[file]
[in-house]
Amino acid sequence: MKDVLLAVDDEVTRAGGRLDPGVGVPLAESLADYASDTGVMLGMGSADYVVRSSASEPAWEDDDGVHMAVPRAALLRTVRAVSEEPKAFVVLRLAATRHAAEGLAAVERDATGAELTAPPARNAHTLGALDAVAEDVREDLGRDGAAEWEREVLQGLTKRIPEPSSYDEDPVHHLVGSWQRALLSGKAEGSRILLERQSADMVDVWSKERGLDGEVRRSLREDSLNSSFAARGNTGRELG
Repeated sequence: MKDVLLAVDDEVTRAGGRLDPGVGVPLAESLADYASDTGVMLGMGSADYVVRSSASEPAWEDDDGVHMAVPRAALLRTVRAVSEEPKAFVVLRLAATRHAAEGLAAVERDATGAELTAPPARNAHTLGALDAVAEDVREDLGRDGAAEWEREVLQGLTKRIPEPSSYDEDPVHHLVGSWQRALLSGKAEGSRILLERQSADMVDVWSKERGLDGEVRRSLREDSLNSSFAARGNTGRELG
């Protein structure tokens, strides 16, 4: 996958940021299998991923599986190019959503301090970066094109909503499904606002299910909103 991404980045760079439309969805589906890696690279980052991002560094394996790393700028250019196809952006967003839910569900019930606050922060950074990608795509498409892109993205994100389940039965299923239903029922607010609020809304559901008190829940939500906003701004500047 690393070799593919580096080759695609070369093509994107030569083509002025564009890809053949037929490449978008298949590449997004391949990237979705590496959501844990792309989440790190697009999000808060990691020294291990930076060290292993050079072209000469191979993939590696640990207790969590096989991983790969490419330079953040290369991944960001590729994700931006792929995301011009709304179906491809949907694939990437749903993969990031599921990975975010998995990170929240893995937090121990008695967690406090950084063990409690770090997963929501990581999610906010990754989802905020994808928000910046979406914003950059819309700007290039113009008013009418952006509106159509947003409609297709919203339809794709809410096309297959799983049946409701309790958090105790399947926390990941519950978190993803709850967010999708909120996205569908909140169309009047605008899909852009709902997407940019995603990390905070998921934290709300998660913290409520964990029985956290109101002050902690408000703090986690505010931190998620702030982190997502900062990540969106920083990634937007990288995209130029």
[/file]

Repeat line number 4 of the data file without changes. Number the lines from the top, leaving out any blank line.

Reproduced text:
């Protein structure tokens, strides 16, 4: 996958940021299998991923599986190019959503301090970066094109909503499904606002299910909103 991404980045760079439309969805589906890696690279980052991002560094394996790393700028250019196809952006967003839910569900019930606050922060950074990608795509498409892109993205994100389940039965299923239903029922607010609020809304559901008190829940939500906003701004500047 690393070799593919580096080759695609070369093509994107030569083509002025564009890809053949037929490449978008298949590449997004391949990237979705590496959501844990792309989440790190697009999000808060990691020294291990930076060290292993050079072209000469191979993939590696640990207790969590096989991983790969490419330079953040290369991944960001590729994700931006792929995301011009709304179906491809949907694939990437749903993969990031599921990975975010998995990170929240893995937090121990008695967690406090950084063990409690770090997963929501990581999610906010990754989802905020994808928000910046979406914003950059819309700007290039113009008013009418952006509106159509947003409609297709919203339809794709809410096309297959799983049946409701309790958090105790399947926390990941519950978190993803709850967010999708909120996205569908909140169309009047605008899909852009709902997407940019995603990390905070998921934290709300998660913290409520964990029985956290109101002050902690408000703090986690505010931190998620702030982190997502900062990540969106920083990634937007990288995209130029």